How pathogenic bacteria can enter the body

Streptococcus pneumoniae; note the presence of the capsule surrounding the bacteria

Via Science Daily, a report on how Streptococcus pneumoniae, a relatively innocuous bacterium that can cause conjunctivitis, is able to increase in virulence by breaching our bodies defenses. Researchers at a division of Harvard Medical School recently published in the medical journal PLoSONE, and described a novel enzyme made by virulent isolates of this bacterium.

The human body has two broad classes of surfaces which face the external world; our skin and our mucous membranes. Skin represents a formidable barrier to microorganisms, as the dry and salty environment inhibits the growth of most pathogens. Additionally, the dense, dead outer layers act as a physical barrier to microbial penetration. Mucous membranes, such as those that line the conjunctiva of the eye, the oral cavity, the gastrointestinal tract, and many other sites, presents a moist, nutrient rich environment that would at first glance promote the growth of microorganisms. The secretion of mucus however presents as significant a barrier to entry as the dry layers of skin; consequently the active secretion of mucus is essential to prevent colonization by pathogenic microorganisms. 

Purification of ZmpC by column chromatography

Mucus secretions are composed of two types of proteins called “mucins.” The sticky properties of mucin solutions trap microorganisms, and the cells which line the mucous membranes actively move trapped microbes before they can penetrate into tissue and cause disease. The researchers cultured virulent (or more able to cause disease) isolates of Streptococcus pneumoniae in the presence of mucin-secreting cells.

What they found was that these isolates of the bacterium were significantly more able to break down mucin in comparison to less-virulent isolates of the same organism. The assay that they used to identify the enzyme responsible for this property was very straightforward: the ability to release mucin from human cells was measured in bacterial protein samples, and the protein responsible for the activity was identified from the S. pneumoniae genome.  The protein has been named ZmpC, and disease causing isolates of the bacterium possess the gene, while non-disease causing isolates do not.

So the mechanism for virulence becomes easy to understand. The bacterium secretes an enzyme that breaks down the sticky mucin layers on our membranes, and is able to gain access to the tissue underneath it. This mechanism then provides a possible therapeutic approach to treating infections by these isolates. One could apply a competitive inhibitor which mimics how mucin binds to the active site on the ZmpC enzyme, preventing the ability of the organism to degrade the sticky barrier. Such a compound could easily be administered in aerosol form.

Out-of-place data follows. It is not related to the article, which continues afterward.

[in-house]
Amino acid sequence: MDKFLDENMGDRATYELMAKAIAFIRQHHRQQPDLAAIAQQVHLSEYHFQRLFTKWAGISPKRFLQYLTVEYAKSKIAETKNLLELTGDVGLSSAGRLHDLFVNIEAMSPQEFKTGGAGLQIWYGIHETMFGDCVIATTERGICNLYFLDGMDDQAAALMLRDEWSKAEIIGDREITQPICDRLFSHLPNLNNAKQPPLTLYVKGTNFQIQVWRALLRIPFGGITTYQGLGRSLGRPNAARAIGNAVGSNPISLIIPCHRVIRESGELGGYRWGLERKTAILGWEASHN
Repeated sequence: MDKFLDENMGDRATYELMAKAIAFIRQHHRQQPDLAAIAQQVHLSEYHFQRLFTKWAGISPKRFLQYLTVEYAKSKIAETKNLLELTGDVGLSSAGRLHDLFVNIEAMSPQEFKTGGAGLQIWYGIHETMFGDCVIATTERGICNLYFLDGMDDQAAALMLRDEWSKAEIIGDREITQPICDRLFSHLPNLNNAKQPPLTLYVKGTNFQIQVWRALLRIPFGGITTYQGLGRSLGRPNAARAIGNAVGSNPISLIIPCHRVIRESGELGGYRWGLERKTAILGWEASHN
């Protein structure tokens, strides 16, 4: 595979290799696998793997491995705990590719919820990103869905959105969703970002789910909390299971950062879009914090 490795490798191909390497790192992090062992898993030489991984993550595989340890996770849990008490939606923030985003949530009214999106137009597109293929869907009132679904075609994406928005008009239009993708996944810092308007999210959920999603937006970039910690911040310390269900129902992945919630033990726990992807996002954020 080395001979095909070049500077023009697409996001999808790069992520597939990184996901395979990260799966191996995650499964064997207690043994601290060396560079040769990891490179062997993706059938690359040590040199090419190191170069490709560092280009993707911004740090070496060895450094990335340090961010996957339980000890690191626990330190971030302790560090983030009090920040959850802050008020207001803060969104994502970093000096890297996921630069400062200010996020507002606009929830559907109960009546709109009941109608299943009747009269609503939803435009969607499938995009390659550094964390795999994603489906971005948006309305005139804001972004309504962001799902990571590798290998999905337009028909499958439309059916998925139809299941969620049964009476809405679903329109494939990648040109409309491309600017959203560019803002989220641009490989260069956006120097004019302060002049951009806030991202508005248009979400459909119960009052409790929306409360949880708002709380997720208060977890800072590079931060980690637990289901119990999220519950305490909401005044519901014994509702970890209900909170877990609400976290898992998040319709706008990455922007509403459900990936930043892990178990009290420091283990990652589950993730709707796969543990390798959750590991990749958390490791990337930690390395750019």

About ycpmicro

My name is David Singleton, and I am an Associate Professor of Microbiology at York College of Pennsylvania. My main course is BIO230, a course taken by allied-health students at YCP. Views on this site are my own.

Posted on March 10, 2012, in gross, Microbes in the News, Wash your hands!. Bookmark the permalink. 2 Comments.

  1. I find this article fascinating in that it amazes me that bacteria which are basically simple prokaryotic cells are able to change and create new ways to make us sick and defend themselves against antibiotics. I was impressed in chapter 10 by the various ways that bacteria resists antibiotics. For example how certain bacteria will completely stop making folic acid, which is what allows sufonamides to be effective against them, and begin absorbing folic acid from the environment, thus rendering sulfonamides ineffective against them. I just think considering these are one celled organisms and the fact that they can create these multiple forms of resistance by creating ways to eliminate what our bodies are doing and our antibiotics are doing to stop them is almost respect worthy, though making our lives in the medical field harder. I know many multi-celled organisms that are put to shame by bacterias’ many forms of creativity.

    • One of the major themes in our chapter in infectious disease is that genetically very similar microorganisms can vary wildly with respect to their ability to cause disease in the human body. See for instance, this post about the Black Death from last fall. The upshot of that paper is that isolates of Yersinia pestis that accounted for many millions of deaths a few centuries ago is not all that different from the organism today.

      Streptococcus pneumoniae actually has a long history with this topic as well, and was used in one of the first experiments to demonstrate that genetic information regarding virulence could be transferred between bacteria. Frederick Griffith beautifully demonstrated that avirulent strains of S. pneumoniae could become lethal when mixed with the DNA from virulent strains. This experiment did not prove that DNA was the hereditary material, but was one of the foundation experiments that led to that conclusion a decade later.

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